The bond, however, being regular in form and duly executed when delivered to the replevying officer, was valid and binding upon obligor and sureties alike without his approval, or that of a magistrate. As the approval of either formed no part of the obligation, this omission did not affect its validity, or render it unenforceable. Morse v. Hodsdon, 5 Mass. 311. Simonds v. Parker, 1 Met. 508, 513. Wolcott v. Mead, 12 Met. 516, 518. Stone v. Jenks, 142 Mass. 519.

But the right to indemnity under it, and if the sureties were found to have been financially worthless, then to recover damages from the defendant, or from the sheriff, whose deputy he was, did not accrue unless there was a breach of its conditions. Until then this form of procedure was not available for the bond must be considered as representing the property. Stevens v. Tuite, 104 Mass. 328. Stone v. Jenks, 142 Mass. 519. Carter v. Duggan, 144 Mass. 32. Miner v. Coburn, 4 Allen 136. Parker v. Simonds, 8 Met. 205. Easter v. Foster, 173 Mass. 39. Stern v. Knowlton, 184 Mass. 29.

The plaintiff might have pursued this course, but he was not obliged to await the termination in any form of the proceedings in replevin, as he could bring suit directly against the defendant, who then must justify his seizure and delivery of the property.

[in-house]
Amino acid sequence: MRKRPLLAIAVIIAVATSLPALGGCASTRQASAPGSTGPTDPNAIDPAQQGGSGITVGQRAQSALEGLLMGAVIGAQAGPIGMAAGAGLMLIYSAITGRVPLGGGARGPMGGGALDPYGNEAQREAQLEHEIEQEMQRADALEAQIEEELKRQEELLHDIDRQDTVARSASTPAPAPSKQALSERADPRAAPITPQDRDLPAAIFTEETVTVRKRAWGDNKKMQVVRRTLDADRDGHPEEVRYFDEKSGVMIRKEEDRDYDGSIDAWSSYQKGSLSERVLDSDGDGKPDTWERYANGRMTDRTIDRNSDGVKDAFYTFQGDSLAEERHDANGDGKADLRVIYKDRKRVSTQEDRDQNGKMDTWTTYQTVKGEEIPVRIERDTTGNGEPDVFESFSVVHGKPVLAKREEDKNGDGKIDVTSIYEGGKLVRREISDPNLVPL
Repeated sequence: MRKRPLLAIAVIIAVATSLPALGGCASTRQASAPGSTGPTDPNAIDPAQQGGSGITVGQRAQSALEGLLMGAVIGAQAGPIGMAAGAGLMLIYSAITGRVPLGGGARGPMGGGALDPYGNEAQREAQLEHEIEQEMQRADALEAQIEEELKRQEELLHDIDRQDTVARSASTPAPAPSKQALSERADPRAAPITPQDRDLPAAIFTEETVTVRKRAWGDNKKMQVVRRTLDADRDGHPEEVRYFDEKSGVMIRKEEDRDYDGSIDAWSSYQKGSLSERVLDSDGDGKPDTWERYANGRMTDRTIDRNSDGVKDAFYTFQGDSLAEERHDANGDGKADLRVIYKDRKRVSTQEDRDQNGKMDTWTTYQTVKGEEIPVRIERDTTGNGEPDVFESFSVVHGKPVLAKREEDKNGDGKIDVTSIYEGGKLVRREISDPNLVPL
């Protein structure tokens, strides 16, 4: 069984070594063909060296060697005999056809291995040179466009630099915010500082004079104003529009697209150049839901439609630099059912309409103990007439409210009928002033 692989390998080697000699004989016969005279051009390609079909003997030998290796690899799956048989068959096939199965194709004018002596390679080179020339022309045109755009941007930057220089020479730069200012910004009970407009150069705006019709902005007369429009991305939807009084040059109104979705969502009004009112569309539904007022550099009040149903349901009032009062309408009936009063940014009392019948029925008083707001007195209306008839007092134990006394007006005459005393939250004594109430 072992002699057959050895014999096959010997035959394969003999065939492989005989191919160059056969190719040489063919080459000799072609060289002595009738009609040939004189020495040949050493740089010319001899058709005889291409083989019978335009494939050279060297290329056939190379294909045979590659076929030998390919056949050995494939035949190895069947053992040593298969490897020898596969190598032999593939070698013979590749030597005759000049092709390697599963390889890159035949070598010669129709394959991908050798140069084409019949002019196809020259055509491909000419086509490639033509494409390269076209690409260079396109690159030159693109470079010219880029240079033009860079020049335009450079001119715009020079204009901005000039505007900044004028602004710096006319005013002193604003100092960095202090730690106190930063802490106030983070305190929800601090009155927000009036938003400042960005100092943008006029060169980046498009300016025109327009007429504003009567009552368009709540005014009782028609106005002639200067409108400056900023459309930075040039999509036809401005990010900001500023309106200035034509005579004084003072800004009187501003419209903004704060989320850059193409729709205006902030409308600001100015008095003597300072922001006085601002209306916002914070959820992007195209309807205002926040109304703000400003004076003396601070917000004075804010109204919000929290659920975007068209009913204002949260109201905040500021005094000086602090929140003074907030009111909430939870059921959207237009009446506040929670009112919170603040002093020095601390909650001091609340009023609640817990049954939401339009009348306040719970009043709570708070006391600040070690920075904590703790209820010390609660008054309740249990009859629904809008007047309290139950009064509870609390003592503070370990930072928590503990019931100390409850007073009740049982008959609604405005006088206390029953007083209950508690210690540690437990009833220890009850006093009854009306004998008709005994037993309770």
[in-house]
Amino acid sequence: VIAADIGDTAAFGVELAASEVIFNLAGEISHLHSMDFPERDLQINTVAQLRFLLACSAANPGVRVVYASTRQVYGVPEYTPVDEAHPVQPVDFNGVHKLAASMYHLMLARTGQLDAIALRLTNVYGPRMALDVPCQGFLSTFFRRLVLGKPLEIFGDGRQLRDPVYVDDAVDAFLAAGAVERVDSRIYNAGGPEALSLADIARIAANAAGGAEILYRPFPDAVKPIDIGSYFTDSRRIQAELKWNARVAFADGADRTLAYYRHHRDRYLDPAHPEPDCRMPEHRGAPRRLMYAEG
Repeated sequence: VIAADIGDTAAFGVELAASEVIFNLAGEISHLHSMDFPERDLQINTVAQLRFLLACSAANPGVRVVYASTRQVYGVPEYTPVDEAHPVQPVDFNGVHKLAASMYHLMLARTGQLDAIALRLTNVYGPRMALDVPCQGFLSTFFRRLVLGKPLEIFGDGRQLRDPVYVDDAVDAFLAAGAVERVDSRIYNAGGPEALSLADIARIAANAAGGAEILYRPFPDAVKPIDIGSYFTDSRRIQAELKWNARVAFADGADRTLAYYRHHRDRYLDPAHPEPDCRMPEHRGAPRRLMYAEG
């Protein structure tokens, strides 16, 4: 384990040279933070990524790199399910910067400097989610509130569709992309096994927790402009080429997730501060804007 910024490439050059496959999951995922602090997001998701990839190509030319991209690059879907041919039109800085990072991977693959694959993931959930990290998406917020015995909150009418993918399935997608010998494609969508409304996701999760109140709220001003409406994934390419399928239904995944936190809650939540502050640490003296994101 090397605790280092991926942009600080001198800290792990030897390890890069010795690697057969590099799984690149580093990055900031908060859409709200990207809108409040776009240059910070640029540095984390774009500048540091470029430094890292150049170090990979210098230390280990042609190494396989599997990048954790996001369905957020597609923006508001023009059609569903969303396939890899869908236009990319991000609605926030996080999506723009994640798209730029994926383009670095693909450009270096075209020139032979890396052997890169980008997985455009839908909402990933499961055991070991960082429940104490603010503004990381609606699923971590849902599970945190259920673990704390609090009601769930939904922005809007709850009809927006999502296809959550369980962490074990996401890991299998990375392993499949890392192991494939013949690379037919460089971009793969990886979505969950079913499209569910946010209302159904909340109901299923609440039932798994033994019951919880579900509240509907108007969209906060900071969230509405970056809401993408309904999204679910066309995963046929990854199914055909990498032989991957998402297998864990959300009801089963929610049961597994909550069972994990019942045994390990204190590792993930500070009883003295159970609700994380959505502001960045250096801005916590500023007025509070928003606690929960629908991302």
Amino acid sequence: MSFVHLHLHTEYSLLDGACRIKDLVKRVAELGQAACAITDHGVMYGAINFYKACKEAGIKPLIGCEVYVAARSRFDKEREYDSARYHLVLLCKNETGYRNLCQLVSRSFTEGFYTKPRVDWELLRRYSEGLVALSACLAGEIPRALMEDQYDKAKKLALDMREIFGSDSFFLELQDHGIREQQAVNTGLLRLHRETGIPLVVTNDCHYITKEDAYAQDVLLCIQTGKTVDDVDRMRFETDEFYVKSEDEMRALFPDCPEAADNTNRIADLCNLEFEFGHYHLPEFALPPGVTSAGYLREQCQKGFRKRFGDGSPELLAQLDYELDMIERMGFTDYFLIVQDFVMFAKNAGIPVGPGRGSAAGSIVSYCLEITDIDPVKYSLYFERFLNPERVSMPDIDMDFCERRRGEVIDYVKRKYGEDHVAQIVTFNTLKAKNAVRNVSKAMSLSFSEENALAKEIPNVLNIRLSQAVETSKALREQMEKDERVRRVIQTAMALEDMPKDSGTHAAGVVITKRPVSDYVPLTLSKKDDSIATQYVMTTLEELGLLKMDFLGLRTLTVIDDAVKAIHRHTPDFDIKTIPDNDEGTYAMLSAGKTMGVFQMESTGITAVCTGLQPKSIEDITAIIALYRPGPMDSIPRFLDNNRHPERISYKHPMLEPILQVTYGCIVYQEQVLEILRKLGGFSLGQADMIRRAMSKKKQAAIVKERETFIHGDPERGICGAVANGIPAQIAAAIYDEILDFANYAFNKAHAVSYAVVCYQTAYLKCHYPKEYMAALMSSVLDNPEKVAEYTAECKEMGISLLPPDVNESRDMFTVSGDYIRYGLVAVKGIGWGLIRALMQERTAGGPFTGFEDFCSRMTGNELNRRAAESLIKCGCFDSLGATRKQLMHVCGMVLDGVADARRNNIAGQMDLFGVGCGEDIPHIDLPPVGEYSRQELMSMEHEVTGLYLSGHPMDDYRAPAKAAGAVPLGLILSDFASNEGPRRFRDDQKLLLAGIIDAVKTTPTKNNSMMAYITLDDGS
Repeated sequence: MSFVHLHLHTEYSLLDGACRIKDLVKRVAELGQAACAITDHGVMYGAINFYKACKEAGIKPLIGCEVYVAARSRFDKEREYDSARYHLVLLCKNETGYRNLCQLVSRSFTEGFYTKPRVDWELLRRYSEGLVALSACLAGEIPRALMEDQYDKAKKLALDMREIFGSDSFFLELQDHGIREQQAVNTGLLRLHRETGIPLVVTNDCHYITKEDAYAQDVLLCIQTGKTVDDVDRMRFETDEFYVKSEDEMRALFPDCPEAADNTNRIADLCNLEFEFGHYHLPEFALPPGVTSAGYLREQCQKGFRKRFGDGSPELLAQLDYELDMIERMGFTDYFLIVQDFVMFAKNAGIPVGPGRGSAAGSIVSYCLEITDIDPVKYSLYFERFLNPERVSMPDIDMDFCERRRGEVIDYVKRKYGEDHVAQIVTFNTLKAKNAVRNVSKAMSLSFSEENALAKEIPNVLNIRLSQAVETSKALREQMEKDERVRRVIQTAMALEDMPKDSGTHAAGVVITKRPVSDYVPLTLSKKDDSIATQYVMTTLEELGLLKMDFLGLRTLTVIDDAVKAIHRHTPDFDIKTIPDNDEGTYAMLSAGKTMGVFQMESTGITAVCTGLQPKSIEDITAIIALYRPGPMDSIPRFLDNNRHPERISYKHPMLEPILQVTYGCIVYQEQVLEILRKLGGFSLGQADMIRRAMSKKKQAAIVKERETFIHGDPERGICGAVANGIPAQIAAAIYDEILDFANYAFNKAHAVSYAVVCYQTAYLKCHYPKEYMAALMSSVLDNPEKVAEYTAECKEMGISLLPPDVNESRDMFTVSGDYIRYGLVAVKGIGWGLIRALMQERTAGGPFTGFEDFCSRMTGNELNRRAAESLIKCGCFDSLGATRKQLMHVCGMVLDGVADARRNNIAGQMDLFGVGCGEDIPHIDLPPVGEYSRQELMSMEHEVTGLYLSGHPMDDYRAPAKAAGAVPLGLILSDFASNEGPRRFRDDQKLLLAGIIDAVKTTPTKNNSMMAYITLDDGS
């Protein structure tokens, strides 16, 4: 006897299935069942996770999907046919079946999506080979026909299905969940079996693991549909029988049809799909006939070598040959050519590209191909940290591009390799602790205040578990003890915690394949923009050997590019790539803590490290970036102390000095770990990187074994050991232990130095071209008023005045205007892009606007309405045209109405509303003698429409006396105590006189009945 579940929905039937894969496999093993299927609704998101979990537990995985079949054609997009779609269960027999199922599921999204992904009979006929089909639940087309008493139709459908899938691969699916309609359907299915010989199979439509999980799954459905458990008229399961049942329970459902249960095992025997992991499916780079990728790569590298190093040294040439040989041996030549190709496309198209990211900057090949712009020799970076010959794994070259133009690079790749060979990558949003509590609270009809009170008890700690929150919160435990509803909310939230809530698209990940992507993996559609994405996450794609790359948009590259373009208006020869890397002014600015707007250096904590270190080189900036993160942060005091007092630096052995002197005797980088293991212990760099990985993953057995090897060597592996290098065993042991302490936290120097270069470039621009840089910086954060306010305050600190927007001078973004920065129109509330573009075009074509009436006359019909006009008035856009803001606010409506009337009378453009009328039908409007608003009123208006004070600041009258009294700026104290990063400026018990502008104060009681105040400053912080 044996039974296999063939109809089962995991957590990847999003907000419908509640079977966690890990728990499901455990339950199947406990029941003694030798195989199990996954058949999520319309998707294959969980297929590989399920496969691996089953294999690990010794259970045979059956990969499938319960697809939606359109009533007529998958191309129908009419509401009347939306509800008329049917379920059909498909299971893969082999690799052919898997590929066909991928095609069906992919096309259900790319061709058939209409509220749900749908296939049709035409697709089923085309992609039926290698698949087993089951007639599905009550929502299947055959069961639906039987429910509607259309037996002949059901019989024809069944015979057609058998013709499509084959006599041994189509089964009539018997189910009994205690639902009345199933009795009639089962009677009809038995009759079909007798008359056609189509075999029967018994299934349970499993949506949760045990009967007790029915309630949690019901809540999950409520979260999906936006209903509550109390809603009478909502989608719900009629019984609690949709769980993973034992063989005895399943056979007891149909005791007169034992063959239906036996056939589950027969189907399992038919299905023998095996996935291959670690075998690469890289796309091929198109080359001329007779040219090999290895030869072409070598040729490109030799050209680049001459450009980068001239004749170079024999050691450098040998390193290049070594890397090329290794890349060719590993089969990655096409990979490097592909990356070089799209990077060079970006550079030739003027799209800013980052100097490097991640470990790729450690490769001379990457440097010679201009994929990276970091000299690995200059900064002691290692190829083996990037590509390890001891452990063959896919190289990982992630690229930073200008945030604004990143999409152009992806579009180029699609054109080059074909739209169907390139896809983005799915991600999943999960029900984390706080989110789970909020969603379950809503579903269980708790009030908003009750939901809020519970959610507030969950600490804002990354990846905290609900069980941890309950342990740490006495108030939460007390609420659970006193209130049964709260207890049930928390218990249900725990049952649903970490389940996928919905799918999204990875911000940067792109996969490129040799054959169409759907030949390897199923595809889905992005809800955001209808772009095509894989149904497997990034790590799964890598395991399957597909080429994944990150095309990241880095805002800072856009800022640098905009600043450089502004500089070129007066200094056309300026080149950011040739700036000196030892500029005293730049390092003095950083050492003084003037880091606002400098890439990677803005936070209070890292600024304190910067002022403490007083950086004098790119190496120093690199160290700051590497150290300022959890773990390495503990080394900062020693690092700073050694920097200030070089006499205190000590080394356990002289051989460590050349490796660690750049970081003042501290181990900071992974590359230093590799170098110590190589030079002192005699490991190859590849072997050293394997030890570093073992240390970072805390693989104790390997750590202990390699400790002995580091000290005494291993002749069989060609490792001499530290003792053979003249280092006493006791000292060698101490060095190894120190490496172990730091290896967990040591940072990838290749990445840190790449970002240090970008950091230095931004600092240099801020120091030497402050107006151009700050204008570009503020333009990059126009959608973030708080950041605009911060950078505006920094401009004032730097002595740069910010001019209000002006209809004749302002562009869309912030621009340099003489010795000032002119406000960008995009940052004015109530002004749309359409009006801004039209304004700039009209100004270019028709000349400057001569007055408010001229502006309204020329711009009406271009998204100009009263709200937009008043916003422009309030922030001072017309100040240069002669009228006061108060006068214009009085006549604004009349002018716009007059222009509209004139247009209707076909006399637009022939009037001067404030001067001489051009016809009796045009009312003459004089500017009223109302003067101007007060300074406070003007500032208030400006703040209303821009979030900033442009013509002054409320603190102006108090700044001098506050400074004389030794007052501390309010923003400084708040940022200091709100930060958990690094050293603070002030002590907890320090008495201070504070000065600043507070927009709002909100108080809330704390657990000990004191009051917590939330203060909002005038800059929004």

Even if the writ under which he acted was regularly returned, and under Tubbs v. Tukey, 3 Cush. 438, 440, this afforded him as ample protection as if it had been entered, he rightfully could not deliver the chattels except upon a strict compliance with the provisions of R. L. c. 190, § 9, which among other precedent conditions required sufficient sureties to be furnished before the replevin fully could be executed.

Under the course pursued, without the examination or approval by any one authorized to act, adequate security was not taken, and this neglect to comply with an essential condition deprives him of any justification which otherwise might have been afforded by the replevin writ. Moors v. Parker, 3 Mass. 310.

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Morse v. Hodsdon, 5 Mass. 314, 317. Cushman v. Churchill, 7 Mass. 97. Purple v. Purple, 5 Pick. 226. Dearborn v. Kelley, 3 Allen 426. Hall v. Monroe, 73 Maine, 123.

If the original taking of the chattels was lawful, their delivery being unlawful, he became a wrongdoer from the beginning, and liable, at the election of the plaintiff, either in trespass or trover, for the damages sustained. Nelson v. Merriam, 4 Pick. 249, 250. Woodbury v. Long, 8 Pick. 543, 545. Pierce v. Benjamin, 14 Pick. 356, 360. Stanley v. Gaylord, 1 Cush. 536, 547.

Inasmuch as the act of delivery was an exercise of authority and dominion which deprived the plaintiff of his property, this furnished evidence of a conversion sufficient to support the present action without proof of a previous demand. Stanley v. Gaylord, 1 Cush. 536. Riley v. Boston Water Power Co. 11 Cush. 11, 14. Spooner v. Holmes, 102 Mass. 503, 506. Spooner V. Manchester, 133 Mass. 270, 274. Scollard v. Brooks, 170 Mass. 445.

Exceptions sustained.